To put a face to the cause, Estrem and his team bring in young men who have been through the Raising Gentle’men Program to speak in between whiskey tastings and poker games. The men talk candidly about the abuse they’ve experienced and how the program is helping them forge a new path. “When you hear these stories, it’s impossible not to want to get involved,” he says.
In another realm of the fundraising world, there are the events that support cultural institutions, like the Naples Zoo, Naples Botanical Garden and the Sidney & Berne Davis Art Center. Art and environmental causes require a different approach: The idea is to completely surround guests in the experience—to foster the same appreciation that motivated the chairs to get involved.
Event leaders have to be creative to wow guests who have seen and done it all. For the first Gala for the Rooftop, earlier this year, Todd Schusterman and his cohorts dreamt up an elaborate night. Guests walked onto a red carpet with fire dancers, aerialists and acrobats. Once inside, violinists, contortionists and other performers filled the room. “Visually, it’s just stunning to see,” he says. “The art is in the entertainment, the food, the decor, everywhere you look.” As he thinks about next year’s event, which aims to raise the $500,000 needed to complete the art center’s new rooftop space, he hopes people will feel the same way he did when he first visited. “I felt an instant connection,” he says.
Philanthropy has long been a cornerstone of Southwest Florida’s culture. Back when Thomas and Mina Edison made Fort Myers their winter home in the 1880s, Mrs. Edison would often host luncheons to support the various causes she championed—from beautification projects to literacy—in the estate’s storied gardens.
Of all the events, Naples Botanical Garden’s Hats in the Garden carries some of the highest prestige. In Naples, the November event marks the official start of the social season. Jody Lippes, who is chairing the event this year, was humbled to be asked.
She takes the responsibility to heart. The theme, “Rousseau’s Parisian Gardens,” was chosen based on her love for contemporary art. “[Henri] Rousseau never traveled, he never left France, he only painted the nature he saw in the botanical gardens,” she says. “If he didn’t have botanical gardens to serve as his inspiration, we would have never had his art. By the same token, if Naples didn’t have the botanical gardens, we wouldn’t be exposed to all the beauty it has to offer.” To forge the poetic connection, Lippes sent out invitations with landscape artwork similar to Rousseau’s more tropical scenes. “He paints these beautiful lilies that remind me of the garden.” For the luncheon’s trademark fashion show, Lippes asked her stepson, fashion designer Adam Lippes, to create pieces inspired by the artist, too. The theme is her way of connecting nature and art and getting visitors to appreciate the garden in a new light.
Since arriving in Naples six years ago, Lippes has been impressed by the level of generosity she’s seen. “I have chaired several events up north, and I can tell you the philanthropy here happens on a much larger scale,” she says. “People have achieved success and are willing to give back.”
Not only are they willing, but they want to be involved. Each chair pours themselves into the planning, coming up with new ways to inspire and motivate guests to give back. The food, drink and entertainment are all important. But in some ways, it’s all a means to an end. “We want our guests to feel like royalty,” Hills says, over the phone one day as she’s getting ready to fly to Chicago with her co-chairs to dine at Brindille with chef Carrie Nahabedian—one of next year’s NWWF headliner chefs. “But we also have a financial goal—I want to see the festival raise $20 million for its 20th anniversary.”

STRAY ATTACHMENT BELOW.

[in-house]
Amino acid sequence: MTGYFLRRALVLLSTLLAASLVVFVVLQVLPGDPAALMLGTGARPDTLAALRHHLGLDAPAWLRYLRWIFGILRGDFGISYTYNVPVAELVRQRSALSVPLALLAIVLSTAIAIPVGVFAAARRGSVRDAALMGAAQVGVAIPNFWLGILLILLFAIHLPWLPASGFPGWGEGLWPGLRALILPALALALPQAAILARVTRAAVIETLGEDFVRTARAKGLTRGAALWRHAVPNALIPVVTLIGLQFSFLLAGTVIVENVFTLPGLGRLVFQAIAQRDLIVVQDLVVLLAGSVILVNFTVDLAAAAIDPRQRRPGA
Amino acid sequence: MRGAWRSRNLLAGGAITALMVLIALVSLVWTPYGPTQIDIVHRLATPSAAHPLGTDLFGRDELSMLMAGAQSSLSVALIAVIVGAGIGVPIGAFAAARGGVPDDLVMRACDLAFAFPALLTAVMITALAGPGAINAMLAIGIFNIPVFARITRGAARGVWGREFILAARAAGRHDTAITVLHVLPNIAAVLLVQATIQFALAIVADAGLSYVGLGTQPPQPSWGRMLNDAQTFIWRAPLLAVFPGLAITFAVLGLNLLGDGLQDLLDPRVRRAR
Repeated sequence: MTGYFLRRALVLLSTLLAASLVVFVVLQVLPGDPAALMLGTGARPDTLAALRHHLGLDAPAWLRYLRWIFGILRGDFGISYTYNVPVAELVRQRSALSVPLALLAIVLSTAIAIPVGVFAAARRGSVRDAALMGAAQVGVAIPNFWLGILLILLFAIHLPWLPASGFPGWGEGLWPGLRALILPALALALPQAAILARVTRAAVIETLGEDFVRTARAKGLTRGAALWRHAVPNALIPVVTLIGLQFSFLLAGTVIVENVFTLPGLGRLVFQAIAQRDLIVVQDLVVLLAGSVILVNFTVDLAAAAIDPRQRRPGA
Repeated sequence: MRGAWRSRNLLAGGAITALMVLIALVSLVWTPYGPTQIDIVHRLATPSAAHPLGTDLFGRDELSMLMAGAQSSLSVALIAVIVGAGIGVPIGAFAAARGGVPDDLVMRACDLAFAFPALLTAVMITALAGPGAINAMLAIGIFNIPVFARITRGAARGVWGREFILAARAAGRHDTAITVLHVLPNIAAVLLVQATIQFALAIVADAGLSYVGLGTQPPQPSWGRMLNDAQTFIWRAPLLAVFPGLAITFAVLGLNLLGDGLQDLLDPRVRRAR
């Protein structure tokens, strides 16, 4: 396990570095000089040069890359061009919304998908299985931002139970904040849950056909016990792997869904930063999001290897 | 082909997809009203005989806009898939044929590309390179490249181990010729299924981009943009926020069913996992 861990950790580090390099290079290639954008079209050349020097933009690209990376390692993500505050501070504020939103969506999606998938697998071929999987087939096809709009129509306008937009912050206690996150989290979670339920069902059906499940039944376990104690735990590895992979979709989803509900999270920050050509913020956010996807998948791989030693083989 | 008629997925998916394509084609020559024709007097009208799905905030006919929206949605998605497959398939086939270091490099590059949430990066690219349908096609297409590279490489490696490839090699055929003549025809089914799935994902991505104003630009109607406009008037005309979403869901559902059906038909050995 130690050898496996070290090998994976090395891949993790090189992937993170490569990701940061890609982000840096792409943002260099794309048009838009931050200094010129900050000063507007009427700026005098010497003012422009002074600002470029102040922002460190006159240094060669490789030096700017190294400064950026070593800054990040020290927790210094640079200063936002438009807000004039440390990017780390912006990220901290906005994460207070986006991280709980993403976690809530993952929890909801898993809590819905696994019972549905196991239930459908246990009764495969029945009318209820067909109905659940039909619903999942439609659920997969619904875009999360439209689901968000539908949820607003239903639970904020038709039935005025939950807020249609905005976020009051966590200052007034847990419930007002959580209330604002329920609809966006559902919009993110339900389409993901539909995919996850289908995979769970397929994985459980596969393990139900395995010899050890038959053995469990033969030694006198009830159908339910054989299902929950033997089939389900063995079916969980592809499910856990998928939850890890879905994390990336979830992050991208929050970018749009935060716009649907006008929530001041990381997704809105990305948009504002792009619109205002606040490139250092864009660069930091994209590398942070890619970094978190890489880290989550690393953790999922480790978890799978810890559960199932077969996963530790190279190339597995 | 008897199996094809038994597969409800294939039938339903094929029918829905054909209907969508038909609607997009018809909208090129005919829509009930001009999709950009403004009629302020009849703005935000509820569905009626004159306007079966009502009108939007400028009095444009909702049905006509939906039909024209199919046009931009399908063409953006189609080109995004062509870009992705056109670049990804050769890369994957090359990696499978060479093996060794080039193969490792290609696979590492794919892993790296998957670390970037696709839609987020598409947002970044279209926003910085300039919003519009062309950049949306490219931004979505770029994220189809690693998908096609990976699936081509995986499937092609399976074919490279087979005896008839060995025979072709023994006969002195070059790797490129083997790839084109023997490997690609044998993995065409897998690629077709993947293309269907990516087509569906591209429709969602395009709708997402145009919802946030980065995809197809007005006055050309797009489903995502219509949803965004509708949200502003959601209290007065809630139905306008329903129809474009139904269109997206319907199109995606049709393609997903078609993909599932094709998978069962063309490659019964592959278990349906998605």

Chairs the Naples Winter Wine Festival in January
“It’s all about identifying and addressing the needs of children in our community. Through Naples Winter Wine Festival, 275,000 children have been able to get the services and resources they need to excel—and that’s big!”
Chairs The Sidney & Berne Davis Art Center’s Gala for the Rooftop in April
“The center hadn’t done any major fundraisers until the first Gala for the Rooftop last year. Now, we’re getting closer to building the rooftop, which will include a sculpture garden, bar, a kitchen and a concert stage.”
Chairs Naples Zoo’s Zoo Gala in November and the American Cancer Society’s
Bucket List Bash in February
“I really work to get new residents and young people to come to the events. They have a good time and see the importance of these causes. Hopefully, people get inspired to help—whether it’s by writing a check or donating time and energy—we need you.”
Chairs Naples Botanical Gardens’ Hats in the Garden in November
“Naples Botanical Garden is crucial forconversation, education, and research. The garden depends on Hats and other charitable gifts to exist. The success of the event is crucial.”
Chairs the Gentle’men Against Domestic Violence event in January
“Men need to stand with women against domestic violence. It’s a terrifying problem, but there is so much we can do. I think aboutmy two daughters. Even if you have not been touched by domestic violence personally, we all need to be in this together.”
Chairs the Juvenile Diabetes Research Foundation’s Hope Gala in March
“Juvenile Diabetes is a tough subject—there’s heart disease, cancer and so many other important causes. Diabetes tends to be overshadowed. But it affects kids’ lives in a major way and we need a cure for this, too.”
Photographer: Brian Tietz Stylist: Matthew Kritis Hair and Makeup: Judy Peña at Agency Gerard using MAC Cosmetics, Shani Gottlieb at Agency Gerard using Kevyn Aucoin and Bodyography Bryin Smoot (hair) at Agency Gerard, using Sexy Hair products Fashion assistant: Jenny Ellis
Hills wears pants by Michael Kors Collection and a jacket by Balmain. Her earrings are by Irene Neuwirth from Marissa Collections. Gerry wears a dress by Brandon Maxwell and jewelry by Irene Neuwirth from Marissa Collections. McCurry wears an Alexander McQueen dress and earrings by Silvia Furmanovich from Marissa Collections. Lippes wears a dress by Adam Lippes. Schusterman and Estrem wear tuxedos loaned by The Naples Players.